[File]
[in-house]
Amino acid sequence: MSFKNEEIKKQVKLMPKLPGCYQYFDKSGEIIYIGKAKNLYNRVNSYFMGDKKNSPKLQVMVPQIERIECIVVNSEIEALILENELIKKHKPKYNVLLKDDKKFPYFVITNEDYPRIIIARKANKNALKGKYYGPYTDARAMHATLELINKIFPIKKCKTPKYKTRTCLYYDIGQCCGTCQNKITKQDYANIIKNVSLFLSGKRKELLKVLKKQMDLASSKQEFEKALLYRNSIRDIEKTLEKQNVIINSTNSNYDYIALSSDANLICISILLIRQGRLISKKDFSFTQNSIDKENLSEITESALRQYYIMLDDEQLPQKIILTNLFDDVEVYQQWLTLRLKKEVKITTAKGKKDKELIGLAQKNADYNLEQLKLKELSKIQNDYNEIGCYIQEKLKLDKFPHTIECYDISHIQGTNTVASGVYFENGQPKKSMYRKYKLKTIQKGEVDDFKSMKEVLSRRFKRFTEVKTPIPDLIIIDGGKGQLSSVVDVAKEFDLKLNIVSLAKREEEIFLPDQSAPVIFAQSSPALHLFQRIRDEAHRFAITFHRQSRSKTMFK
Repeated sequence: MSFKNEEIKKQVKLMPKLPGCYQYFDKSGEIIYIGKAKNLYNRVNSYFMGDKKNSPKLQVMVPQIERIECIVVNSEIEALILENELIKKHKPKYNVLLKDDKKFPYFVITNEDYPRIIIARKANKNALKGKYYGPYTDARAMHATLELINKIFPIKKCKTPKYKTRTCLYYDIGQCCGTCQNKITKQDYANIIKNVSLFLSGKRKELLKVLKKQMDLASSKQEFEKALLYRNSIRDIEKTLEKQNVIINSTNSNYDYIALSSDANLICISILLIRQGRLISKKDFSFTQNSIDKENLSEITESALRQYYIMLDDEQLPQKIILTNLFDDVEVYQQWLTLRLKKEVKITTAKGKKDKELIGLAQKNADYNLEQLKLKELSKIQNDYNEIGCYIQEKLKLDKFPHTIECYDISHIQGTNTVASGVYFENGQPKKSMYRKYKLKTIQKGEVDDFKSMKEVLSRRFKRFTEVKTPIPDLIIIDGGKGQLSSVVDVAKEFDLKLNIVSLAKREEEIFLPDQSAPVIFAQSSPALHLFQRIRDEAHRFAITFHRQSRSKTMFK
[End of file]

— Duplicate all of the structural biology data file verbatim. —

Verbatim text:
[in-house]
Amino acid sequence: MSFKNEEIKKQVKLMPKLPGCYQYFDKSGEIIYIGKAKNLYNRVNSYFMGDKKNSPKLQVMVPQIERIECIVVNSEIEALILENELIKKHKPKYNVLLKDDKKFPYFVITNEDYPRIIIARKANKNALKGKYYGPYTDARAMHATLELINKIFPIKKCKTPKYKTRTCLYYDIGQCCGTCQNKITKQDYANIIKNVSLFLSGKRKELLKVLKKQMDLASSKQEFEKALLYRNSIRDIEKTLEKQNVIINSTNSNYDYIALSSDANLICISILLIRQGRLISKKDFSFTQNSIDKENLSEITESALRQYYIMLDDEQLPQKIILTNLFDDVEVYQQWLTLRLKKEVKITTAKGKKDKELIGLAQKNADYNLEQLKLKELSKIQNDYNEIGCYIQEKLKLDKFPHTIECYDISHIQGTNTVASGVYFENGQPKKSMYRKYKLKTIQKGEVDDFKSMKEVLSRRFKRFTEVKTPIPDLIIIDGGKGQLSSVVDVAKEFDLKLNIVSLAKREEEIFLPDQSAPVIFAQSSPALHLFQRIRDEAHRFAITFHRQSRSKTMFK
Repeated sequence: MSFKNEEIKKQVKLMPKLPGCYQYFDKSGEIIYIGKAKNLYNRVNSYFMGDKKNSPKLQVMVPQIERIECIVVNSEIEALILENELIKKHKPKYNVLLKDDKKFPYFVITNEDYPRIIIARKANKNALKGKYYGPYTDARAMHATLELINKIFPIKKCKTPKYKTRTCLYYDIGQCCGTCQNKITKQDYANIIKNVSLFLSGKRKELLKVLKKQMDLASSKQEFEKALLYRNSIRDIEKTLEKQNVIINSTNSNYDYIALSSDANLICISILLIRQGRLISKKDFSFTQNSIDKENLSEITESALRQYYIMLDDEQLPQKIILTNLFDDVEVYQQWLTLRLKKEVKITTAKGKKDKELIGLAQKNADYNLEQLKLKELSKIQNDYNEIGCYIQEKLKLDKFPHTIECYDISHIQGTNTVASGVYFENGQPKKSMYRKYKLKTIQKGEVDDFKSMKEVLSRRFKRFTEVKTPIPDLIIIDGGKGQLSSVVDVAKEFDLKLNIVSLAKREEEIFLPDQSAPVIFAQSSPALHLFQRIRDEAHRFAITFHRQSRSKTMFK